advantage, but actually bringing out McCains low 23%
the difference is very close to 3 to 1.
There is spin here in a way emphasizing McCains
inability to draw more from Latino Protestants saying
that is his biggest problem
Actually outside of Latino Republicans , 33% of Latino
Non Catholics (the poll didn't use the term
Protestant) in the poll supported McCain. This is
where McCain may be more likely to pick up votes but
his biggest proglems are elsewhere.
Democrat Latinos support Obama 86-6 while Republicans
support McCain 68-23. Families with income of
30-49,999 support Obama 77-16, Puerto Reicans 73-14,
Less than High School 73-15, Catholics 71-17, Mexicans
70-21. Even Cubans support Obama in the poll 53-28.
This means that in the key swing states where Latinos
have big votes, New Mexico, Nevada, Colorado and
Florida, McCain has really big problems. Even in
other states like Ohio, Virginia, maybe even McCains
Arizona, the Latino vote could help lead to Obama
wins.
Class is really very key among Latinos, Education,
Economy and Health Care are personal concerns of over
90%, the war in Iraq and Immigration are far bigger
concerns among Latinos than others scoring over 70%.
I think this indicates Obama has big potential among
working people in general. The immigration question,
though, has big impact as right wing extremism has
hyped up anti Latino sentiment and racism against
citizen and legal resident Latinos and others. RM
.
The McCain-Latino disconnect
By: David Paul Kuhn
July 28, 2008 06:44 AM EST

GOP strategist Bill McInturff has long emphasized that
earning 40 percent of the Hispanic vote is critical
for Republicans to win. Today, McInturff is John
McCain's pollster, and by his metric McCain has a
serious Latino problem.

While he earned the support of about seven in ten
Hispanics in his last Arizona Senate race, a Pew
Hispanic Center poll released Thursday shows that just
23 percent of Latinos intend to vote for McCain in the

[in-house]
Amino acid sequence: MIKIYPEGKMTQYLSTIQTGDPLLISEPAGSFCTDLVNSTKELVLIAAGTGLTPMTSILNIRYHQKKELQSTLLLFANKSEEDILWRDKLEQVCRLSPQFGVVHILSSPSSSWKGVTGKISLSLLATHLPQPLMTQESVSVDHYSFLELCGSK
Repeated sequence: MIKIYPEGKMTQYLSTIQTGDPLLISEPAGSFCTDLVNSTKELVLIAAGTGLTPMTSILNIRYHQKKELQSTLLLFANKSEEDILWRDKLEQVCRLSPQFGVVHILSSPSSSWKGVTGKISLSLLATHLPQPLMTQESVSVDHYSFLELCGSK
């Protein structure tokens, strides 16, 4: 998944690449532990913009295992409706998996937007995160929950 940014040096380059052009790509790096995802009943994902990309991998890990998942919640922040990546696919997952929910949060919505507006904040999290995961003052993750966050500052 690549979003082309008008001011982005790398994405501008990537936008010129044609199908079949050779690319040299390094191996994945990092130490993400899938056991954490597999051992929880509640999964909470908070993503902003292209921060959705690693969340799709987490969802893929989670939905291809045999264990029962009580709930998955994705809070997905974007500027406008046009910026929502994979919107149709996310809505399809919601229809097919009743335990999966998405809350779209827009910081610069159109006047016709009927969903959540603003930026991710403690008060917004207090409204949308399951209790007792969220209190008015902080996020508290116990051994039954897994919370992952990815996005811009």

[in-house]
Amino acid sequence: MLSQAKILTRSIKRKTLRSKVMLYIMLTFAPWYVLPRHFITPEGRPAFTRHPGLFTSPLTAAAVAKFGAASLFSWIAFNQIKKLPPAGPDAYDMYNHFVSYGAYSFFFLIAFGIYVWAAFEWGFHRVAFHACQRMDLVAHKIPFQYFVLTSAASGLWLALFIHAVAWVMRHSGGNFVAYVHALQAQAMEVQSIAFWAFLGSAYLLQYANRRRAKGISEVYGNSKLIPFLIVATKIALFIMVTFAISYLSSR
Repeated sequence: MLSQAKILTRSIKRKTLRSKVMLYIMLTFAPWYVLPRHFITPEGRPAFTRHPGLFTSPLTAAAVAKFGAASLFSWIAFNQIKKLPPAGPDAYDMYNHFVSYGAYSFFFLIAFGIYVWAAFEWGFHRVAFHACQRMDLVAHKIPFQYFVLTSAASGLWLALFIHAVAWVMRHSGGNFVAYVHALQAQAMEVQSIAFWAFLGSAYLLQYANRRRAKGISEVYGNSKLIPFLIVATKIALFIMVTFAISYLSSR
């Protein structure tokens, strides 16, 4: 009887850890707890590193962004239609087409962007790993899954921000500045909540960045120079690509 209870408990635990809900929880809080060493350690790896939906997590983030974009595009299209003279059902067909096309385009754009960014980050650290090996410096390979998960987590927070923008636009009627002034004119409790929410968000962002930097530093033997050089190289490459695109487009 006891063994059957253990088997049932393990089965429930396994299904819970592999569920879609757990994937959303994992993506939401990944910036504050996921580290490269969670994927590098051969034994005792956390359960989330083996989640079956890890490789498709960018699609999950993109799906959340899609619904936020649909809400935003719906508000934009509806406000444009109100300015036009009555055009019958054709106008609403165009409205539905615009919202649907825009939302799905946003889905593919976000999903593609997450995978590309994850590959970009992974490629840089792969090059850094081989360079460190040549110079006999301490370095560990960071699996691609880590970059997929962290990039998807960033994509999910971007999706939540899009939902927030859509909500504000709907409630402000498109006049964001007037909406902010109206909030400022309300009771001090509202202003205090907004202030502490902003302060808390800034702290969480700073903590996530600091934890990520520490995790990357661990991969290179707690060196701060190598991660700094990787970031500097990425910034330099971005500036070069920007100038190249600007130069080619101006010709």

presidential contest, barely half of the four in ten
Latino voters who exit polls showed voted for
President Bush in 2004.

"You have to understand in a way that the Republican
party is damaged among Hispanics," conceded Hessy
Fernandez, McCain's spokesperson for Hispanic media.
"But at the end of day, it's the contrast between Sen.
McCain and Sen. Obama."

McCain's problem looks to be most pronounced among
Protestant Latinos, who had seemed to be the GOP's
doorway into the Hispanic population. From 2000 to
2004, Protestant Latinos increased their share of the
total Hispanic electorate from 25 percent to 32
percent, in large part because of Bush's evangelical
outreach and strategic microtargeting of the
community. Even as turnout increased, support for Bush
among the group rose from 44 percent in 2000 to 56
percent in 2004.

The Pew poll, however, shows that only a third of
Protestant or Evangelical Hispanics intend to vote for
McCain, while 59 percent support Obama — who also
enjoys a 50-percentage- point lead among Catholic
Latinos, long a solid bloc of the Democratic
coalition.

While McCain and Bush have similar views on most
social issues, including abortion, McCain's candidacy
may mark a return to an era of blue-blooded
Republicans less vocal about their religious beliefs.
Barack Obama, by contrast, speaks comfortably and
frequently about his faith.

The biggest reason for the shift, though, has been the
heated debate over immigration reform that has
alienated many Hispanic voters previously receptive to
the GOP — and that nearly cost McCain, a co-sponsor of
the bipartisan 2006 immigration reform bill that
inflamed conservatives, his party's nomination.

In the 2006 midterm election, exit polls showed Latino
support for Democrats had increased by 16 percentage
points from 2004, compared to a six-percentage- point
increase among whites.

See also

McCain takes aim at Obama's character
The Streisand interview
Impact of Obama's grand voyage
While McCain's support of the immigration bill — which
was eventually voted down — appealed to many
Hispanics, it infuriated some conservatives. McCain,
his campaign then floundering, promised primary voters